Being a leader is not being government. Deciding who’s part of the family is not determining citizenship, because there is no familial citizenship.
“You didn’t brighten my day. You showed how vapid you can be”
Which made you laugh, thereby brightening your day.
By the way, what’s more vapid, to understand the basis of words like citizen and politics or to pretend that parents being the government of families and childrens being citizens of their families is more than metaphorical?
“So what?! Were there no families or tribes either?”
There are no citizens of families, nor of tribes.
“Now or in the past?”
“Only if you spoke Greek”
Also if you speak English, which adopted the word “politics” from the Greeks (vias intermediaries).
“Yeah, right! Tell the chief and the shaman that their title meant nothing.”
Those are not titles, in the manner you want them to be, you unspeakable ignoramus.
“be sure and tell the wise women that your wife can have that child on her own”
What are you getting at? That there were customs, and that everyone didn’t do what they felt like means there was government and citizenship? Who are you kidding? Is this some elaborate excercise in wasting my time, or what?
“You think you’re wise and yet you don’t allow basic common sense to enter your thinking.”
Basic common sense like what? That families are collectives of people and have some sort of order, therefore they have government and citizenship? Yeah, that’s a little too “common” for me. Everything is not everything else. We distinguish with good reason.
I’m done with this. Anyone who can’t understand that citizenship doesn’t predate civilization is not worth talking to on the subject.
I got on my soapbox so quickly that I forgot! LOL!
I meant to ask about the relevance of citing equivalencies to British subjects to make natural-born citizen a like term.
I guess I answered my own question without ever asking the question.
But since the comparison was being made to England, I thought that Paine's thoughts on the matter were interesting, given that I've not seen them mentioned on any of the eligibility threads that talk about what the Framers knew or didn't know about the writings on the matter.
Paine seems to indicate that a "full natural... connection with the country" was not the same thing as a "half-foreigner." If he wrote it, it was a common understanding at the time.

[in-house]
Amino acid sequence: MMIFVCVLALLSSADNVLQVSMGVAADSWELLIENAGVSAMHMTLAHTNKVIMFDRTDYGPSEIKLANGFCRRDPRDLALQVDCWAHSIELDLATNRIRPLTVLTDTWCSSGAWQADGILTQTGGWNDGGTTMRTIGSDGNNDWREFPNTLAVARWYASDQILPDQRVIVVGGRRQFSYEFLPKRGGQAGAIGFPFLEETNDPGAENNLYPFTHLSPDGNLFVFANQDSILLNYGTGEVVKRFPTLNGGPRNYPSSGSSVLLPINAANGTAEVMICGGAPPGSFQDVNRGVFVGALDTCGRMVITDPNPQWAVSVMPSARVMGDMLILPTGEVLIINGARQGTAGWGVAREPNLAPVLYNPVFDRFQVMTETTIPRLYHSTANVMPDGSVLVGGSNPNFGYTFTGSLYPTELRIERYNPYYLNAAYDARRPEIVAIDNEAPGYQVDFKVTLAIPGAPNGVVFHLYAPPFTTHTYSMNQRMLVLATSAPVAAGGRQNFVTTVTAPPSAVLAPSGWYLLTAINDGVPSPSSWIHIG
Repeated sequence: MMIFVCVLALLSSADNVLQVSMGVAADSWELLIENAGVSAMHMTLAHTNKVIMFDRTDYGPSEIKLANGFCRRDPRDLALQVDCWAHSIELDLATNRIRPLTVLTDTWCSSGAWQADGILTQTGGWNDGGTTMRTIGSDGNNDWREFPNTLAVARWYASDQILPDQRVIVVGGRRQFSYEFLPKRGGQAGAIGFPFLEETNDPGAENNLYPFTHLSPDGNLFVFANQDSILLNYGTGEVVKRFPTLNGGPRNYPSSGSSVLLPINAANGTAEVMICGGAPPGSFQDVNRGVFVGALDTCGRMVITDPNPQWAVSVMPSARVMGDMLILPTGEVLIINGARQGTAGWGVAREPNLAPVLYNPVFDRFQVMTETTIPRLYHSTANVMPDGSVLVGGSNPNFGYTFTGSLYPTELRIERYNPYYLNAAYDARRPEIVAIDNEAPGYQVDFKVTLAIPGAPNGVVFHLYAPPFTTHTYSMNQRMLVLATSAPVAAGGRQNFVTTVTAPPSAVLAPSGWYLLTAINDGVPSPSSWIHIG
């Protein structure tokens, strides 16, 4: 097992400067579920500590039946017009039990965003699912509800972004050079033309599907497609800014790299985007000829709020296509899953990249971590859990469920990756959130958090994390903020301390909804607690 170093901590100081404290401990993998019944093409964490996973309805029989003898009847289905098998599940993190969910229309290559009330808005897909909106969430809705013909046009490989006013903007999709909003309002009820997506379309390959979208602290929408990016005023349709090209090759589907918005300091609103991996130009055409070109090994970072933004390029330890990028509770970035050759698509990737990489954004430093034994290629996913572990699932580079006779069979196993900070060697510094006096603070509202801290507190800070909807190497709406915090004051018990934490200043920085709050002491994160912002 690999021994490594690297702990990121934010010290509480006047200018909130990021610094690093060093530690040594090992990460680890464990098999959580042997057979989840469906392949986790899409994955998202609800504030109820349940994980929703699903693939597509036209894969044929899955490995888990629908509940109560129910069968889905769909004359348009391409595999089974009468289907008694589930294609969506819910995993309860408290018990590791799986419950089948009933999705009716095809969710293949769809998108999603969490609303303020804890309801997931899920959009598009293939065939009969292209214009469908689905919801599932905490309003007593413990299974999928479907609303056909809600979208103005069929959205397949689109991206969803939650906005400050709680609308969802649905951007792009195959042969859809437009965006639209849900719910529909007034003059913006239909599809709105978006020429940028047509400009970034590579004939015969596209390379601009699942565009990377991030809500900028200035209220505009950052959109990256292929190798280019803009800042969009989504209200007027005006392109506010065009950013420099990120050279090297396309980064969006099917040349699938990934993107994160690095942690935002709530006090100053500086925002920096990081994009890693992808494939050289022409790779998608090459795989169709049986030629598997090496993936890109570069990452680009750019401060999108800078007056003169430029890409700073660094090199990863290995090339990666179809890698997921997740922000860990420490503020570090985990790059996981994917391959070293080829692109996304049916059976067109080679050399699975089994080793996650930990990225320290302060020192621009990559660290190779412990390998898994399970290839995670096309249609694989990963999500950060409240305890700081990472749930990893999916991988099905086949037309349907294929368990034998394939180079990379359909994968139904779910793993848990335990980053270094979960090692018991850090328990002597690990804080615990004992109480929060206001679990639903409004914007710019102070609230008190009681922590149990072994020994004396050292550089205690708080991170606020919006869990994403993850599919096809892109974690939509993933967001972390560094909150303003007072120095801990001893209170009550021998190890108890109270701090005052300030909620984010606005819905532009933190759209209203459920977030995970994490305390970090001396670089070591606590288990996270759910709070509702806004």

“The law is ‘applicable upon’ the children, it ‘applies to’ the parents.”
Tell me the difference, oh you John Marshall, you.
The law itself says it applies to people who are citizens at birth.
Where does the law say that? Can a law apply to a person who isn't born? How is that possible?
No, the law is applicable upon certain children at birth. It "applies to" alien parents.
The speed limit through a residential district is posted at 30 MPH.
Upon whom is the law applied to? Is it applicable upon another?
“There is nothing ‘magical’ about an American knowing how many states there are. Theres nothing ‘magical’ about an American knowing how to pronounce Marine Corpsman. Nothing ‘magical’ about Americans knowing Hawaii is not in Asia. Etc. Etc.”
No, there isn’t. Non-natural born people could easily know better. Foreigners could easily know better. For that matter, NBC could easily not know better.
“Either you are dense or youre doing a good imitation of being dense. Try to read my posts more carefully, or at a minimum respond like an adult having a serious discussion.”
It’s hardly adult behavior to so easily castigate others for phantom childishness. What I said was, “Youre saying somehow magically he wouldnt do these things had he qualified for NBC status?” Which I still believe is what you said, and yes I read your post carefully (enough). Your litany of gaffes against Obama is really neither here nor there as regards NBC status. Being born a citizen wouldn’t prevent you from doing what he’s done, nor does doing what he’s done indicate
I see the word “magically” especially got to you, as well it should. Not because I was wrong to attribute it to your thoughts in the previous post, but because it well describes your thoughts, at least as you chose to lay them out, and hearing so naturally makes you angry.
That's the point. You can't make a law on aliens and naturalization be about a person who was never an alien to begin with as their parent was.
The parent is the alien, not the child. The parent isn't the citizen, the child is when they're born and you can't enforce a law on someone before they're born (well, that goes into the whole abortion issue and just how wrong that law is).
The child has no choice but to be labeled a U.S. citizen.
The Preamble defines who is a natural-born citizen.
We the People of the United States, in Order to form a more perfect Union, establish Justice, insure domestic Tranquility, provide for the common defence, promote the general Welfare, and secure the Blessings of Liberty to ourselves and our Posterity, do ordain and establish this Constitution for the United States of America.
"We the People" are citizens of the United States. "Our Posterity" are the natural born who follow -- the children of the People. The Constitution was "ordained and established" to "secure... Liberty" to its citizens and their children.
Whom else was the Constitution established to secure, if not the citizen People and their citizen children?
How else would the Founders attempt to secure the United States of America if not by limiting the qualifications for the highest office to the People and their Posterity that was the reason for establishing the Constitution in the first place?
That language seems plain enough to me. The whole Constitution must be read within the context of the purpose as stated by the Framers in the Preamble: the Constitution was framed specifically to ensure the country to its people and their children - the natural born of the country.
If you are an alien who becomes a naturalized citizen, you become one of We the People, and then your children that follow become the nation's posterity.
Natural-born citizens are the nation's "posterity" that the Constitution was ordained and established to secure.
You are naturally a citizen of just that one country.
Now, where do you people think Natural Born Citizenship came from?
What could be more simple than this?
One certainly needn't be a constitutional law scholar to spot the simple logic of it, that's for sure.